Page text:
Second reaction: Hold up. Should we really be excited about this? Like, aren’t we just enabling the old man now? And at what point do we all become complicit in Randy Couture’s demise?
("Look, Brandon, I’m sorry. If you take your hand away, I promise I won’t slap you in the face again." / Photo courtesy of MMAFighting)
UPDATE: A clip of Silva playing Vera like a bongo has been added to the end of this post…check it out while it lasts.
The third round of Thiago Silva vs. Brandon Vera at UFC 125 represented one of the most humiliating beat-downs in recent MMA history, as Silva seemingly got tired of punching Vera about midway through the round and just started slapping him in the face until the fight was over. With Vera’s job likely on the line that night, it was the worst possible final impression to leave with his bosses — as if that mangled schnozz wasn’t enough.
After the fight, top light-heavyweight contender Jon Jones fired up Twitter and posted the following: "Wow that slapping was so disrespectful.. id love to give him a slap in the face…Dominating someone in a fight is 1 thing, looking to simply humiliate them is another..Traditional martial artist always seemed to show honor and respect.. Anyways what’s done is done, I’m headed to the gym to make sure nothing like that ever happens to me."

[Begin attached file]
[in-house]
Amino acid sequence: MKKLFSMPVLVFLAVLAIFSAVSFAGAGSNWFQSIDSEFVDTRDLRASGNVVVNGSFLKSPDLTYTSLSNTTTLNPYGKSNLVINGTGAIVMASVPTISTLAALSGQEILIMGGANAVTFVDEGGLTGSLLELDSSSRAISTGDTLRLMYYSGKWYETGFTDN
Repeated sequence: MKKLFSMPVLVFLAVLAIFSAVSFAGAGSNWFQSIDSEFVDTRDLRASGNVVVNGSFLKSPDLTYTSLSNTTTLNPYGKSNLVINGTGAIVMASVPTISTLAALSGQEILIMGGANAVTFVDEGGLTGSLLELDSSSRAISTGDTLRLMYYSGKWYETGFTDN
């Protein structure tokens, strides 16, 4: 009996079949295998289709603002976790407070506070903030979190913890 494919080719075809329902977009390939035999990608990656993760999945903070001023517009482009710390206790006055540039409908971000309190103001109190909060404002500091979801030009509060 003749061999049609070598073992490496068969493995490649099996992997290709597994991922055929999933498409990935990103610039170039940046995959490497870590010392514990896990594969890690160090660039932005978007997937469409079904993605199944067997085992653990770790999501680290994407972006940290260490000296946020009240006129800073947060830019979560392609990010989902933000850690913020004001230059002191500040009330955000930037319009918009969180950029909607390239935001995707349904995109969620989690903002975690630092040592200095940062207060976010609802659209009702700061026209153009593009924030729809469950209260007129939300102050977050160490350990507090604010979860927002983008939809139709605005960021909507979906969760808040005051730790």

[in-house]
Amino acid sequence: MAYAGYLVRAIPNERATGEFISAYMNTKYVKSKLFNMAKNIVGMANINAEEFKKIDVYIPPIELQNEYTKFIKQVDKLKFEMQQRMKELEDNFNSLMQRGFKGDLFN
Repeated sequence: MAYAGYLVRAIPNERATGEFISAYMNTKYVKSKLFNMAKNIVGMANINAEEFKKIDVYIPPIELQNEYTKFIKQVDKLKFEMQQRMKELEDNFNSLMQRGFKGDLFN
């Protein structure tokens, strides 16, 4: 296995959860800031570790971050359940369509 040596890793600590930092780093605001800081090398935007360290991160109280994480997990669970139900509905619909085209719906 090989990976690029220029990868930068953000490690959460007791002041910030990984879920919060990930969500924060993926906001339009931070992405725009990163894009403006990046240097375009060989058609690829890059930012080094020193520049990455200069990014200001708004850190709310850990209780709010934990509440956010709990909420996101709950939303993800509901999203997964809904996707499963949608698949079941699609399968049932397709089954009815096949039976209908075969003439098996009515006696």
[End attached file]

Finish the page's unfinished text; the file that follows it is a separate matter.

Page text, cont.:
We say: Eff the haters, Thiago. You’ve just joined a very select group of MMA fighters who have demonstrated their dominance through slapping and spanking. The other members of the MMA Bitch-Slap Hall of Fame are after the jump…
If you want to see the best segment of the UFC’s Ultimate Insider series, you fast forward to the "Unguarded" portion of the show which features fighter interviews conducted by the UFC’s best kept secret, a behind-the scenes interviewer named Elizabeth who’s putting Ariel Helwani on notice.
Fortunately for those of you who don’t want to have to go through each episode they missed, the fine folks at the UFC took the time to splice together the highlights from the season in the 13-minute video above that includes Randy Couture retelling the story of his first ass-kicking, Josh Koscheck recalling how he "became" a dick, Carlos Condit talking about why he became a fighter and Dan Hardy explaining that he doesn’t like getting punched in the face.